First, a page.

2020 blog recap

Dear diary,

During 2020, ”On unicorns and genes” published a total of 29 posts (not including this one, because it’s scheduled for 2021). This means that I kept on schedule for the beginning of the year, then had an extended blog vacation in the fall. I did write a little bit more in Swedish (about an attempt at Crispr debate, a course I took in university pedagogy, and some more about that course) which was one of the ambitions.

Let’s pick one post per month to represent the blogging year of 2020:

January: Things that really don’t matter: megabase or megabasepair. This post deals with a pet peeve of mine: should we write physical distances in genetics as base pairs (bp) or bases?

February: Using R: from plyr to purrr, part 0 out of however many. (Part one might appear at some point, I’m sure.) Finally, the purrr tidyverse package has found a place in my code. It’s still not the first tool I reach for when I need to apply a function, but it’s getting there.

March: Preprint: ”Genetics of recombination rate variation in the pig”. Preprint post about our work with genetic mapping of recombination rate in the pig.

April: Virtual animal breeding journal club: ”An eQTL in the cystathionine beta synthase gene is linked to osteoporosis in laying hens”. The virtual animal breeding journal club, organised by John Cole, was one of the good things that happened in 2020. I don’t know if it will live on in 2021, but if not, it was a treat as long as it lasted. This post contains my slides from when I presented a recent paper, from some colleagues, about the genetics of bone quality in chickens.

May: Robertson on genetic correlation and loss of variation. A post about a paper by Alan Robertson from 1959. This paper is reasonably often cited as a justification for 0.80 as some kind of cut-off for when a genetic correlation is sufficiently different enough from 1 to be important. That is not at really what the paper says.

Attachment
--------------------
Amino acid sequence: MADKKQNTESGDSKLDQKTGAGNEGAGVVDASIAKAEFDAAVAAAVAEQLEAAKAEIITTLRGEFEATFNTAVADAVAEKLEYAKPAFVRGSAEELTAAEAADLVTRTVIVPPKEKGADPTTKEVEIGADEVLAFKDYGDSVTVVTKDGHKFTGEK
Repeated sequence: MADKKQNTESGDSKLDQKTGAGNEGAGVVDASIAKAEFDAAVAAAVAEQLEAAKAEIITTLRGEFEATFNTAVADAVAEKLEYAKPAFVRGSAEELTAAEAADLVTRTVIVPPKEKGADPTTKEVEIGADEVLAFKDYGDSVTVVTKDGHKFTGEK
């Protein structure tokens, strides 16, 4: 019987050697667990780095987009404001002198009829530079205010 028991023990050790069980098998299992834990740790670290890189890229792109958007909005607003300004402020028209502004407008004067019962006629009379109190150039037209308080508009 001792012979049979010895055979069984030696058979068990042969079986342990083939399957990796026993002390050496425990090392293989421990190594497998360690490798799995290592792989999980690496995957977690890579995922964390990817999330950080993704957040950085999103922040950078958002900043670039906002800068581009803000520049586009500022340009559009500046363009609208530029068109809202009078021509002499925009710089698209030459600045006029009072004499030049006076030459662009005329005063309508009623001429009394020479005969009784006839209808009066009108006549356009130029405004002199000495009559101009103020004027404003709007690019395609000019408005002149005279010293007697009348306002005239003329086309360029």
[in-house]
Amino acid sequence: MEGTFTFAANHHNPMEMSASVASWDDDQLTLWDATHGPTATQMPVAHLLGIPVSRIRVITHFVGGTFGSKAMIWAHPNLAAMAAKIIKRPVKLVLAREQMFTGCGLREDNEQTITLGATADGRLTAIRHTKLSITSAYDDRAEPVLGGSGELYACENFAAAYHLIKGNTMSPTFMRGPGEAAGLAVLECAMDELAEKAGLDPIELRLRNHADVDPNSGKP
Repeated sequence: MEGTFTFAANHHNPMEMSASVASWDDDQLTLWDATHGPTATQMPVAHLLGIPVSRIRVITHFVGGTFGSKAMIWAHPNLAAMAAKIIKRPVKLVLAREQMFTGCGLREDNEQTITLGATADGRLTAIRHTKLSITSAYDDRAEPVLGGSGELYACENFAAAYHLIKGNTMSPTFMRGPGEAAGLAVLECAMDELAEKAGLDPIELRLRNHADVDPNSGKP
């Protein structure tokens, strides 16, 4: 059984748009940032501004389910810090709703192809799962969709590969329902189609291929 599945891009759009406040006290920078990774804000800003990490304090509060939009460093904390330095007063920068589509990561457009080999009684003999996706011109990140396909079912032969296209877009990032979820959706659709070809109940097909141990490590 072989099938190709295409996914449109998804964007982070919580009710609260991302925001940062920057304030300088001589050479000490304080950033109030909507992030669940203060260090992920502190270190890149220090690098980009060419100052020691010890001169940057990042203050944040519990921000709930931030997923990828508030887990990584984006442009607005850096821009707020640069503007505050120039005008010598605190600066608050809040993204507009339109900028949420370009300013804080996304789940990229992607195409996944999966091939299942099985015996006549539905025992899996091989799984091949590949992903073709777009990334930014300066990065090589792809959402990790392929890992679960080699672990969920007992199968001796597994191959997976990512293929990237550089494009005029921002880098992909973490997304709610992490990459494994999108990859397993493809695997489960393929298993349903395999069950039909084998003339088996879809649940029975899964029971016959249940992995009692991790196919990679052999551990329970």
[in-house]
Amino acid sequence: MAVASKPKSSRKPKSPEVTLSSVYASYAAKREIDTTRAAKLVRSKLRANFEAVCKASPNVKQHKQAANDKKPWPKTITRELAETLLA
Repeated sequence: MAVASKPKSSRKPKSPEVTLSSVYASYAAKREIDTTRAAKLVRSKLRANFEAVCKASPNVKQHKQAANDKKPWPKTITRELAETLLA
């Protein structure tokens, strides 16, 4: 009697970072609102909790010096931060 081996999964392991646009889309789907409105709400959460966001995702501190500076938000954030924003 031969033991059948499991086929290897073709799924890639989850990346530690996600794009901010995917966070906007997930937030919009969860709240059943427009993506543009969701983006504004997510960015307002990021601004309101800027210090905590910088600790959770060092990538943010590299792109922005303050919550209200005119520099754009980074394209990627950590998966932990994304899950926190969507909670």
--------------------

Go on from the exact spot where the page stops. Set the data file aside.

June: Journal club of one: ”Genomic predictions for crossbred dairy cattle”. My reading on a paper about genomic evaluation for crossbred cattle in the US.

July: Twin lambs with different fathers. An all too brief methods description prompted me to write some R code. This might be my personal favourite of the year.

August: Journal club of one: ”Chromosome-level and haplotype-resolved genome assembly enabled by high-throughput single-cell sequencing of gamete genomes”. Journal club post about a preprint with a neat-looking genome assembly strategy. This is where the posts start becoming sparse.

December: One notebook’s worth of work. Introspective post about my attempts to organise my work.

In other news, trips were cancelled, Zoom teaching happened, and I finally got the hang of working from home. We received funding for a brand new research project about genome dynamics during animal breeding. There will be lots of sequence data. There will be simulations. It starts next year, and I will write more about it later.

Also, Uppsala is sometimes quite beautiful: